Diagnostics, vaccines and public policies have improved thanks to FAPESP-supported research on COVID-19 | AGÊNCIA FAPESP

Diagnostics, vaccines and public policies have improved thanks to FAPESP-supported research on COVID-19 Participants in an online seminar presented the results of research projects approved under a fast-track call issued by FAPESP at the start of the pandemic. The projects led to important discoveries on the mechanisms of the disease, development of vaccine and diagnostic technologies, and a deeper understanding of the role of governments in public health emergencies (image: Microbiology Department, ICB-USP)

Diagnostics, vaccines and public policies have improved thanks to FAPESP-supported research on COVID-19

December 22, 2021

By André Julião  |  Agência FAPESP – Results of research projects conducted worldwide show that a rapid response has been one of the key factors in a country’s success in dealing with the COVID-19 pandemic. 

“We’ve seen a return to normal in 2021, but 2020 brought important insights into what governments and states can do, what they should do, and what they have actually done,” said Elize Massard da Fonseca, a researcher at Getúlio Vargas Foundation’s São Paulo Business School (EAESP-FGV), during a webinar held on December 7. The event concluded the FAPESP COVID-19 Research Webinars series, organized by the Foundation in partnership with the Global Research Council (GRC).

The focus this time was the results of the COVID-19 fast-track call issued by FAPESP in March 2020, shortly after the World Health Organization (WHO) declared the disease a pandemic.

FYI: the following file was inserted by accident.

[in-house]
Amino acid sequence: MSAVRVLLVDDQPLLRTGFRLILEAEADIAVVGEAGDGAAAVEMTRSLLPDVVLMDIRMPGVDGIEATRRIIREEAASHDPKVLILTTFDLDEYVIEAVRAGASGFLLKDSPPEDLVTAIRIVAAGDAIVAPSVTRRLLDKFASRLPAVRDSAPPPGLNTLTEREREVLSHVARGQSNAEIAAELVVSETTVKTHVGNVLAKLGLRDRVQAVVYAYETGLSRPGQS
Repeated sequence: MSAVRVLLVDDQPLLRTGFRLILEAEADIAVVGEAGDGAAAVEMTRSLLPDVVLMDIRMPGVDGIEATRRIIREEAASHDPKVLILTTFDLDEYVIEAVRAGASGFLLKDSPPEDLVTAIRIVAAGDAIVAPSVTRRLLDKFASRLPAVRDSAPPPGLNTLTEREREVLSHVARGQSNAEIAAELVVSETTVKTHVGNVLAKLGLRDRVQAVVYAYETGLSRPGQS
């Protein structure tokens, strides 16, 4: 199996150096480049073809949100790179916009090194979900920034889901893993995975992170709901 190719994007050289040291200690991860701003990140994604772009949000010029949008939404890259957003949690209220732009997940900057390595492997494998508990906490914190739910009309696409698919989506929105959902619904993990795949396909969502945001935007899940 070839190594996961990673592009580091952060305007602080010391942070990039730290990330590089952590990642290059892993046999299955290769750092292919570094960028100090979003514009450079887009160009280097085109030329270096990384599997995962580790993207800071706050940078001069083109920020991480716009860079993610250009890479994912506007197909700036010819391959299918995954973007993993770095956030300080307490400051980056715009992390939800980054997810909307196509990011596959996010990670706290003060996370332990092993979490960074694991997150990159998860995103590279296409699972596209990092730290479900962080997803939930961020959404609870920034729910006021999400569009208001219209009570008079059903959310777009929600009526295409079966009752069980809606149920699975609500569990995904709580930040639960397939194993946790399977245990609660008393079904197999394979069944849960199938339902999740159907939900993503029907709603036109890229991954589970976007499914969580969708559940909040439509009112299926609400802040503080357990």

Fonseca presented the findings of a project approved in the call and published in the book Coronavirus Politics: The Comparative Politics and Policy of COVID-19 (more at: agencia.fapesp.br/36329).

“It was a fast-track call, and the first proposal was effectively approved only four days after it was submitted. FAPESP approved a total of 60 projects in that call. In due course, it launched other initiatives. They were all highly successful, and several have made waves inside and outside Brazil,” said Luiz Eugênio Mello, FAPESP’s Scientific Director, in his opening remarks to the webinar.

The event was chaired by Marie-Anne Van Sluys, a professor at the University of São Paulo’s Institute of Biosciences (IB-USP) and a member of FAPESP’s Adjunct Panel on Special Programs and Research Collaboration. 

The projects presented to the webinar referred to vaccine development, scientific research infrastructure, immune response, diagnostic tests, mental health, molecular aspects of the disease, and public policymaking.

Luis Carlos de Souza Ferreira, a professor at the University of São Paulo’s Biomedical Sciences Institute (ICB-USP), presented a project on nanoparticles for delivery of vaccine antigens. 

“We began with a strategy of developing self-assembling protein nanoparticles [SAPNs]. As the research progressed, we encountered difficulties but managed to surmount them, and decided to include other strategies,” he said.

Ferreira and his group are currently conducting animal trials to evaluate potential COVID-19 vaccines with the aim of developing more promising formulations. They are also working on gene-based vaccines and molecular vectorization, in which antigens are fused to proteins that target immune system cells.

Vaccine development was also the focus for Edécio Cunha Neto, a professor at the University of São Paulo’s Medical School (FM-USP) and a researcher at the Immunology Laboratory of its Heart Institute (INCOR). He is one of several associated researchers for the project, which is led by Jorge Elias Kalil Filho, Professor of Clinical Immunology at FM-USP and Director of the Clinical Immunology and Allergy Laboratory at Hospital das Clínicas, the hospital complex run by FM-USP (more at: agencia.fapesp.br/36222/).